Experiencing Burnout as a Parent

My kids make me feel burned out. Am I a bad parent?

We can feel burned out when there’s a build-up of stress in any area of our lives and one of those areas may include parenting. Feeling burned out typically involves a combination of emotional, mental and physical symptoms.  For carers, this is amplified with a 2021 Wellbeing survey showing they are two and a half times more likely to have low well being.

What are the signs of caregiver burnout?

Some of the symptoms of burnout may include confusion, short -temperedness, constant tiredness, being easily irritated, forgetfulness, low mood, feelings of isolation and poor sleep. Having these symptoms and feeling burned out doesn’t make you a bad parent or carer, it’s simply an indicator that you’re feeling very stressed. When stressed we have high levels of adrenaline and cortisol in our body, we’re unable to think rationally and tend to be very reactive.

Our energy is a finite resource, and no matter how much we love our family we can still feel spent and burned out. While anyone can be affected, the research suggests that those with perfectionistic tendencies, those with limited resources and those with little or no support are more at risk.

Research has shown that there are four characteristics of parental burnout.

  1. Physical and /or emotional exhaustion as a parent, 
  2. Negative comparisons or shame regarding your parenting ie you’re not handling things as well as you think you should, 
  3. Feeling ‘fed up’ or intolerant as a parent, and
  4. Distancing yourself emotionally from your children. 

The distancing becomes a function of preserving your emotional energy and is followed by a lack of enjoyment or sense of fulfilment in parenting. People sometimes may think/feel “I love my kids” but “sometimes I really don’t like them around me” or “I really need some time out from being a parent”.

The stages are not sequential and can build on each other, together with feelings of frustration, guilt and shame (especially as parents compare themselves with the idealised versions of the parents they used to be or aspire to being).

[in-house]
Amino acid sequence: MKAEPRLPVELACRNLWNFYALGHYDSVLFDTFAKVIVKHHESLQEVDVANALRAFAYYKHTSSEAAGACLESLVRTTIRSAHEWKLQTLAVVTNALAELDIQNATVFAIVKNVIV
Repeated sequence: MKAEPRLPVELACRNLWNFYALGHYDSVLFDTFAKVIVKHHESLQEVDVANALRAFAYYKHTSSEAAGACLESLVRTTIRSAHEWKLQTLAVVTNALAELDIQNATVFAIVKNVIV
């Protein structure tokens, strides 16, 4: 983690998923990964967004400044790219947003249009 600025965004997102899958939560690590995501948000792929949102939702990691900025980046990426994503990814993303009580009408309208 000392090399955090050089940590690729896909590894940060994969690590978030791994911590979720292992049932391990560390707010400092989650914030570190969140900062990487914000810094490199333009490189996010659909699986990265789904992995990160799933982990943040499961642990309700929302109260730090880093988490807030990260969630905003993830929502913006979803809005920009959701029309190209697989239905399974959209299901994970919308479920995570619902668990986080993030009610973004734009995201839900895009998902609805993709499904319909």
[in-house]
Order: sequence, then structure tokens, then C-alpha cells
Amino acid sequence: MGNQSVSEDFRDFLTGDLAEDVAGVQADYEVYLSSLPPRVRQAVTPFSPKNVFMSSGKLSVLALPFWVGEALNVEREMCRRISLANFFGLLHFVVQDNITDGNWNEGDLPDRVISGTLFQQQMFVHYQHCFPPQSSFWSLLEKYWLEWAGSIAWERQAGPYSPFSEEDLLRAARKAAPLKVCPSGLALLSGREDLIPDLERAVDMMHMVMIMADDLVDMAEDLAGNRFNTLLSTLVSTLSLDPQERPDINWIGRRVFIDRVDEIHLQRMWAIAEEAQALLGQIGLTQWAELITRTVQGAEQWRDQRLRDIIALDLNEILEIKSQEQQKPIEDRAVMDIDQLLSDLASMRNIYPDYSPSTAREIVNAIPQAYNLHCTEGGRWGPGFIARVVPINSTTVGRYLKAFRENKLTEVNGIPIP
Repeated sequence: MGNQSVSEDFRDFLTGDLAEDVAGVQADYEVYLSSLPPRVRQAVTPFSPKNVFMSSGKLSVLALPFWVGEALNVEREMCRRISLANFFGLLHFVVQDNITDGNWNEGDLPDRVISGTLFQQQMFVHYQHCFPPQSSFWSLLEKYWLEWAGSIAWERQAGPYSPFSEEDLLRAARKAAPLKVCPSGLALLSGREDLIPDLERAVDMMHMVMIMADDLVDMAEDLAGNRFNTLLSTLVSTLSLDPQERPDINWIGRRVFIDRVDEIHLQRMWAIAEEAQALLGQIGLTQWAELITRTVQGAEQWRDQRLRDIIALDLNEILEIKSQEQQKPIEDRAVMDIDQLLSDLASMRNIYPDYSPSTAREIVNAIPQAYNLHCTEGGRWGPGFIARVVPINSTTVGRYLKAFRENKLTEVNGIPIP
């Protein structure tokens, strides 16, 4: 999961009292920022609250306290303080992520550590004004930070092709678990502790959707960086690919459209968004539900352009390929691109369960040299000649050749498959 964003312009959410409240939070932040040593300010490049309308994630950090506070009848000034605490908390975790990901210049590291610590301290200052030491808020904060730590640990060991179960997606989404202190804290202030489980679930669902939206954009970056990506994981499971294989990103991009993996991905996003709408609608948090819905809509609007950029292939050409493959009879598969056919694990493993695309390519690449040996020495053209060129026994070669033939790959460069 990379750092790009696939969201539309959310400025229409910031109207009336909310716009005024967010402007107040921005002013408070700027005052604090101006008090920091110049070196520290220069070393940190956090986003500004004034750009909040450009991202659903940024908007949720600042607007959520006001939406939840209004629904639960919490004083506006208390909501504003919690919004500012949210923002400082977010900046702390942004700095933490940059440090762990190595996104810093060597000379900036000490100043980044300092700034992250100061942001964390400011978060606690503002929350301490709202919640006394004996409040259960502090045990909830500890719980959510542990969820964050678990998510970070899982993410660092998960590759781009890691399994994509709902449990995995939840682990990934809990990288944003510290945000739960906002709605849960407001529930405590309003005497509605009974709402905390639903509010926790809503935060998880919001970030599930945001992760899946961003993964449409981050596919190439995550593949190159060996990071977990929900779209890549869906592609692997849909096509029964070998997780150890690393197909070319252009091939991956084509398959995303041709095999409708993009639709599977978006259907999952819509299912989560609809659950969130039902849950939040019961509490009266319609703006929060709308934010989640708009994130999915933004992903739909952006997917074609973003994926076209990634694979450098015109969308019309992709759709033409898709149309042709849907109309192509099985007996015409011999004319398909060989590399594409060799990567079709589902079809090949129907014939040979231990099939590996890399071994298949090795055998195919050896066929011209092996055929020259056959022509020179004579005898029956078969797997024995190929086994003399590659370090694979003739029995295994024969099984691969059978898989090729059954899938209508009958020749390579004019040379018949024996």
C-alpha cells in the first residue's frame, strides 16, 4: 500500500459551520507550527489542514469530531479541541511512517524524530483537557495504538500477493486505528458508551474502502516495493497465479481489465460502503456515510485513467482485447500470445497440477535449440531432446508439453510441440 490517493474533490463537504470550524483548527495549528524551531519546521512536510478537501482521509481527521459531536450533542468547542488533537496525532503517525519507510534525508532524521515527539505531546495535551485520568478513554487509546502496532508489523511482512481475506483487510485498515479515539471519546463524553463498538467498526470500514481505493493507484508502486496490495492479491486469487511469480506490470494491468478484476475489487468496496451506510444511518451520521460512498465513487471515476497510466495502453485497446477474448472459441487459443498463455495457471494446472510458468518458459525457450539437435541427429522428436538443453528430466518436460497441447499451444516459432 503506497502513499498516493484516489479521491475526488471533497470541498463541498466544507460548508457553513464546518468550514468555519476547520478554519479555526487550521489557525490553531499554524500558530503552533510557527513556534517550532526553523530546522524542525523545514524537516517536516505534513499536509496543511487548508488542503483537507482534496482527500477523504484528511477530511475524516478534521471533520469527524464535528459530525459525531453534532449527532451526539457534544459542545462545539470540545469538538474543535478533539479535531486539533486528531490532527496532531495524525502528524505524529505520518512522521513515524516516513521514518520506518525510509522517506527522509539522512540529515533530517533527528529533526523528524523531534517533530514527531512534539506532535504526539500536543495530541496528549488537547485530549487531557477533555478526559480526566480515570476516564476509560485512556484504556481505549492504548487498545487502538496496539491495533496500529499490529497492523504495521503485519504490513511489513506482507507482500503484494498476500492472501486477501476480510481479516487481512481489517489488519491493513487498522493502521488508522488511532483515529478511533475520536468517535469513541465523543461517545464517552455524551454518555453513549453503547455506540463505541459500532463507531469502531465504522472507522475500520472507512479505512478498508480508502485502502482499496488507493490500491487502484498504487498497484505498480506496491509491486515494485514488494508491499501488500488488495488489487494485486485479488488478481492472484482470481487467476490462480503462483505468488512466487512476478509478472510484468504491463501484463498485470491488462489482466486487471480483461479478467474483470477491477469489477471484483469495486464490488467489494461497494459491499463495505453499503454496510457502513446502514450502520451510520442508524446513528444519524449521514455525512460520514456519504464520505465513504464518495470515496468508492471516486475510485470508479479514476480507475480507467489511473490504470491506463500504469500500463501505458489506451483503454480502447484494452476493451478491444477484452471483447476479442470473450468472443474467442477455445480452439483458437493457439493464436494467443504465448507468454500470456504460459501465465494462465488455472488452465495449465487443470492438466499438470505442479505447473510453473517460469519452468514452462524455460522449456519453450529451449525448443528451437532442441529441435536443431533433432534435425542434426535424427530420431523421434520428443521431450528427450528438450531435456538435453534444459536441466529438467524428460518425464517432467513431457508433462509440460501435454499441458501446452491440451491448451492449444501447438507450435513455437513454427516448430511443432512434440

How to deal with caregiver burnout

Firstly, recognise that you’re human and that you need to take some time to recharge and relax. Remember that quote “you need to put your oxygen mask on first, before caring for others” though somewhat cliched, is still true!

So self care needs to be a priority, rather than an optional item at the bottom to the ‘to do’ list. It doesn’t need to involve massive amounts of time, rather a re-focus on small, daily intervals of time devoted to looking after yourself, eg taking a break in the day, patting the dog, doing a short meditation can have a significant impact over time. Including daily exercise (even if it’s just a 10 minute walk) is also important. Parents who do prioritise regular self care tend to have better physical and mental health and greater resilience and tolerance.

Secondly, look at where your time is being spent and brainstorm/reassess maybe with your partner or a friend, to see what changes could be made eg cutting back on commitments/activities, asking others for help – eg rostering pick ups/drop offs with other parents, and letting some of the housework or the timetable for tasks/home improvements slide a bit. Focus on where the small adjustments, which are in your control, can be made.

Finally, start to embrace the concept of “good enough” in terms of your parenting and other areas of your life, let go of the “shoulds” and consider using self-compassion techniques to help with the critical voice that tends to tell you to do more or to do better. 

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